With the Syrian Civil War already spilling over into a number of neighboring regions, a secondary war between Syrian Kurds and Islamist rebels looks set to draw in some regional fighters of its own, with Iraqi Kurdistan’s President Masoud Barzani suggesting his government is prepared for direct intervention in that fight.
In a public statement posted online, Barzani reported deploying aides to West Kurdistan (the Syrian part) to investigate the fighting, saying that if the initial reports prove true his government is prepared to use “all of its capabilities” to defend Syria’s Kurds.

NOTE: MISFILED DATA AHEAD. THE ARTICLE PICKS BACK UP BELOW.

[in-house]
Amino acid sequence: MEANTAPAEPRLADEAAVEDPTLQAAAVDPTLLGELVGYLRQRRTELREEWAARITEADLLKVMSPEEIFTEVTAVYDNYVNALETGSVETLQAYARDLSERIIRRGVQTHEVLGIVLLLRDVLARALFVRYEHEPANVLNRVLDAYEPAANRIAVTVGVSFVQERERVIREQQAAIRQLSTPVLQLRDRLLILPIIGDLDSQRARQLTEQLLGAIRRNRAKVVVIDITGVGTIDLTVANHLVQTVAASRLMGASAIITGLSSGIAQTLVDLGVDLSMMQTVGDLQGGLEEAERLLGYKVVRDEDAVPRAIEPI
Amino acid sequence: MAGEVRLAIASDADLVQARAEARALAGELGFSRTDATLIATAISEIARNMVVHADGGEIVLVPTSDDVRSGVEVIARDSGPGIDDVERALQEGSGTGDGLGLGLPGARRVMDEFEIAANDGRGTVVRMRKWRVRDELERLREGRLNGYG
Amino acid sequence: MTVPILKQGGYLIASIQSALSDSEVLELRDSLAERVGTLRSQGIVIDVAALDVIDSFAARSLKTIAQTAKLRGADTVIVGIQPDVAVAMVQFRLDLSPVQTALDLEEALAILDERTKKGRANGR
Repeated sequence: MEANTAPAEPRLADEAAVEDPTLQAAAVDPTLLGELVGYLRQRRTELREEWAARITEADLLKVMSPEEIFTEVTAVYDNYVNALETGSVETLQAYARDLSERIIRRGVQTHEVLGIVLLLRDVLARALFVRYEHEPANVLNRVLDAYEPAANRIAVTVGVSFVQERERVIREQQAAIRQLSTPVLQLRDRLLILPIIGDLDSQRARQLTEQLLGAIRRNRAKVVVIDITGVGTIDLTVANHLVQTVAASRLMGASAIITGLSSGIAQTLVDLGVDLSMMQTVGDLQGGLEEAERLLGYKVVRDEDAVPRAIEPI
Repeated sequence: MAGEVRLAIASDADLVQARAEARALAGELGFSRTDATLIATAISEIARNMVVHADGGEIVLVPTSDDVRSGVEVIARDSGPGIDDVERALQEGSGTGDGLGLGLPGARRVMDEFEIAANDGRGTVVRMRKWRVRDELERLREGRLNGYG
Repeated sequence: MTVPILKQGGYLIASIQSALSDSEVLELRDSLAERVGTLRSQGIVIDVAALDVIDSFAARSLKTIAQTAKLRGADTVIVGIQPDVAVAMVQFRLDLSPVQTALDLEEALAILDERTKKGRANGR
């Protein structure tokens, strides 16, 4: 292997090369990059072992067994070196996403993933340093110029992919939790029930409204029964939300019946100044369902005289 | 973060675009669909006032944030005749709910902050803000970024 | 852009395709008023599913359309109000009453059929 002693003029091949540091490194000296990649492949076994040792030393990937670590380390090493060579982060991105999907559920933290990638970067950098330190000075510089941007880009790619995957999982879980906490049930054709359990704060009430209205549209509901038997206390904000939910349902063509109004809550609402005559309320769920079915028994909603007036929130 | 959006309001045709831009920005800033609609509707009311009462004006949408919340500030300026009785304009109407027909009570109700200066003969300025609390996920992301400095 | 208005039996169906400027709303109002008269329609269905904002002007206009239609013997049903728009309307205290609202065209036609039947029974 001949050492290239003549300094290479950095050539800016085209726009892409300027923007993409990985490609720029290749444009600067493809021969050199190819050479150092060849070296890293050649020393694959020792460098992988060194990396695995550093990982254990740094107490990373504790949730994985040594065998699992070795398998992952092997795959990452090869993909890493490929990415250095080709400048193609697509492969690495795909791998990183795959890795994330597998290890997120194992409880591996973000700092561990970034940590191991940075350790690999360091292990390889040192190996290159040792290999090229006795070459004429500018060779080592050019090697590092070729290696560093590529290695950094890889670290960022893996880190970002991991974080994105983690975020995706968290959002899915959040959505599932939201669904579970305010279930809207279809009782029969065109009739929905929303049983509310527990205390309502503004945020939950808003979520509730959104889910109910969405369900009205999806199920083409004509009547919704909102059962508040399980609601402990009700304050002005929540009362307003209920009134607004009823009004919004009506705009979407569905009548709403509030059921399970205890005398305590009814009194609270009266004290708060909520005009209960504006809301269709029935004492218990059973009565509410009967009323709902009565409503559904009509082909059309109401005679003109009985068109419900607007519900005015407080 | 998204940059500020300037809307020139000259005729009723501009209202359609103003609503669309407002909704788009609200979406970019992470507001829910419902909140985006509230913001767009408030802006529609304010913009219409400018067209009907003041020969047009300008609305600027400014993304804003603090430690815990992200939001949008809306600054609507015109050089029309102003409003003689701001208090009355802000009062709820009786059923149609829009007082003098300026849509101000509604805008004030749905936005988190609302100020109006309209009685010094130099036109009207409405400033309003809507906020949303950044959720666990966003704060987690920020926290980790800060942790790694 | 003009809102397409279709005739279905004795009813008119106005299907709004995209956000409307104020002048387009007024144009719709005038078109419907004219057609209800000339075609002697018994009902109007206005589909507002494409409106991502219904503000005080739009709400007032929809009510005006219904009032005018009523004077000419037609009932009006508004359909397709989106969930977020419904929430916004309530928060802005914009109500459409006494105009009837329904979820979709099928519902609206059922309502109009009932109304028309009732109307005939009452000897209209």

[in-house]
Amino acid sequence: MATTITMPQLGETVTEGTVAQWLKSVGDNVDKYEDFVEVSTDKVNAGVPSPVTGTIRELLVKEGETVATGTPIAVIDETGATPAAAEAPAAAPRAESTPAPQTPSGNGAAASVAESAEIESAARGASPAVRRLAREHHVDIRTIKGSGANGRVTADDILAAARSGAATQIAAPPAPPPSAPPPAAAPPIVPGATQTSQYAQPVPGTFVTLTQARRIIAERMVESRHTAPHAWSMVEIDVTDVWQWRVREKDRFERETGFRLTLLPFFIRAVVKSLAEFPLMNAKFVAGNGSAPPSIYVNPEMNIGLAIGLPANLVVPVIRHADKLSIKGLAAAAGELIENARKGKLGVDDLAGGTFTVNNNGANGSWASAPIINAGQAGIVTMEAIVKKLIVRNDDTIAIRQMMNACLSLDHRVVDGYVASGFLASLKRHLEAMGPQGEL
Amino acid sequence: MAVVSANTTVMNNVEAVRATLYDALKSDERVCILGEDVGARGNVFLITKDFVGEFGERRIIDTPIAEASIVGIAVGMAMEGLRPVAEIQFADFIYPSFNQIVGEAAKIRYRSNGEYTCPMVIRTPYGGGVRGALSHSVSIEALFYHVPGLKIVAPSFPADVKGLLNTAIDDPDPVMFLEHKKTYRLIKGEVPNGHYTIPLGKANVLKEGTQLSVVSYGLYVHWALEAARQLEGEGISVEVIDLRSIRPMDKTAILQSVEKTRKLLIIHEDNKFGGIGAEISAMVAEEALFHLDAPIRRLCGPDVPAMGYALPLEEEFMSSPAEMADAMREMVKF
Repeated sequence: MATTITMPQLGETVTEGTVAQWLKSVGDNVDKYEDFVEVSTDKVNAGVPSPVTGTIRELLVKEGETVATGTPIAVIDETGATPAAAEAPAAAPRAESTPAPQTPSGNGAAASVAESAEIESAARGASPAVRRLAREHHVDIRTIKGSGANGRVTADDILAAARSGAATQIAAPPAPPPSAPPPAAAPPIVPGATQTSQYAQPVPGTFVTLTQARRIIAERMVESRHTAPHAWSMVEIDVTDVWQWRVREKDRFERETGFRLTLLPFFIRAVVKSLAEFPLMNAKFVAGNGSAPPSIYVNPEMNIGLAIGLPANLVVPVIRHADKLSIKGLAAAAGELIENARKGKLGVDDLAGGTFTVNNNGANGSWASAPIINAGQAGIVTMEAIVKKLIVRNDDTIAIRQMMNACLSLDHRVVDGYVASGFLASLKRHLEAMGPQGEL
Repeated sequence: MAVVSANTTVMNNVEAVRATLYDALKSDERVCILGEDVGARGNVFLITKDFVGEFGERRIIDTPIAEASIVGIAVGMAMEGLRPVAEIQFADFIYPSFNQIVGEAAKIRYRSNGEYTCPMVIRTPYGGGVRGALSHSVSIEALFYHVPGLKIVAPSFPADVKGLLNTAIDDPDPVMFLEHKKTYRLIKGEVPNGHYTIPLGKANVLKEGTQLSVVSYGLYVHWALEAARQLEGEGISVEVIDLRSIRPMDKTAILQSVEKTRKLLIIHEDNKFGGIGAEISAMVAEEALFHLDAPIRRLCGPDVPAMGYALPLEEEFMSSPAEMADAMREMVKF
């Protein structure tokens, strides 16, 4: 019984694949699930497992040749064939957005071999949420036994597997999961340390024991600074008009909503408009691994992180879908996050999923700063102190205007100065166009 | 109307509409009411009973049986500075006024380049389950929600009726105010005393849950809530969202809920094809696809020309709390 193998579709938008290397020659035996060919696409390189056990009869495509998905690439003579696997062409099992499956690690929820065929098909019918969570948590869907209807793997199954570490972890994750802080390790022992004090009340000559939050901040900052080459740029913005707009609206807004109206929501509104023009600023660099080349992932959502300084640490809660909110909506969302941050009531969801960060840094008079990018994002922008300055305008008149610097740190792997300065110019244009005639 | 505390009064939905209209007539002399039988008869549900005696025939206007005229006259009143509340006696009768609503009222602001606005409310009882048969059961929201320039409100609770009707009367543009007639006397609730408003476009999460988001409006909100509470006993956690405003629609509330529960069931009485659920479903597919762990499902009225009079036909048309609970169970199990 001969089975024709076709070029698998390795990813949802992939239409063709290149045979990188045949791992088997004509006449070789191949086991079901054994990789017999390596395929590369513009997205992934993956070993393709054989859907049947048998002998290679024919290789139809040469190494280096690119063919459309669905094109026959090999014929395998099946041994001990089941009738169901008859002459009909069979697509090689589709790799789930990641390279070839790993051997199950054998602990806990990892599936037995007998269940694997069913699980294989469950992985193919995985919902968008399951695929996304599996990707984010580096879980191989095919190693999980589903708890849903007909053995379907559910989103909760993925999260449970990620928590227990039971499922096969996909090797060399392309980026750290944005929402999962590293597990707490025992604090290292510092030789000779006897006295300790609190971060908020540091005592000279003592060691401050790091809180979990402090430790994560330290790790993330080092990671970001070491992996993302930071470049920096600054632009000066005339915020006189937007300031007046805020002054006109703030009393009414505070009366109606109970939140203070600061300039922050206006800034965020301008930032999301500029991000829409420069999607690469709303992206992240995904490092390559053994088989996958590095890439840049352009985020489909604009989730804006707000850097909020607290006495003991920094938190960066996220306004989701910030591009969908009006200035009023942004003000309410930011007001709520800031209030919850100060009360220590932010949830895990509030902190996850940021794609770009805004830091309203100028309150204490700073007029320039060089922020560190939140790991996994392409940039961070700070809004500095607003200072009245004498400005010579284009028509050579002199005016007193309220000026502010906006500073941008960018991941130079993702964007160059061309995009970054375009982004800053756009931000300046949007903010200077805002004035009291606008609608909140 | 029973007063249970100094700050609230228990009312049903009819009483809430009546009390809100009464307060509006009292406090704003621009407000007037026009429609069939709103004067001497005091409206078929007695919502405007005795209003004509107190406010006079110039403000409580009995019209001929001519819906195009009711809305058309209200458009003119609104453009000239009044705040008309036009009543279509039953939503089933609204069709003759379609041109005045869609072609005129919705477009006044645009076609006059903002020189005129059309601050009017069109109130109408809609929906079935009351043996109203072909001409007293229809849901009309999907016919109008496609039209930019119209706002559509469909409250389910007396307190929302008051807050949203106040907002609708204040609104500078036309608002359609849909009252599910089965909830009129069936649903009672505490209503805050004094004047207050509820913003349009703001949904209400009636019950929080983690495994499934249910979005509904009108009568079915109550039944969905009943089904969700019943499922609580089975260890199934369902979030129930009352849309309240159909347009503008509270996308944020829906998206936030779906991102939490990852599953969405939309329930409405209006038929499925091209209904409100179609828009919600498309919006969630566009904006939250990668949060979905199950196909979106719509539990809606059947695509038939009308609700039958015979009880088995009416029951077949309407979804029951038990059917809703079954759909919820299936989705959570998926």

Those capabilities are significant, as Iraqi Kurdistan has the loyalty of an army of upwards of 300,000 armed fighters, the Peshmearga, who have successfully held the Iraqi military at bay during recent territorial disputes.
A deployment of Peshmearga into West Kurdistan could change the game in Syria, giving the Kurdish factions in Syria an overwhelming power edge over Jabhat al-Nusra and the other Islamist rebels. Though neither Iraq nor the Syrian government in likely to object in the near-term, it sets the stage for more regional battles in the long run.
Kurdish autonomy in Syria will also push Turkey into even more overt backing of al-Qaeda factions in the hopes of tamping down Kurdish independence bids, further straining the Turkey-PKK peace process.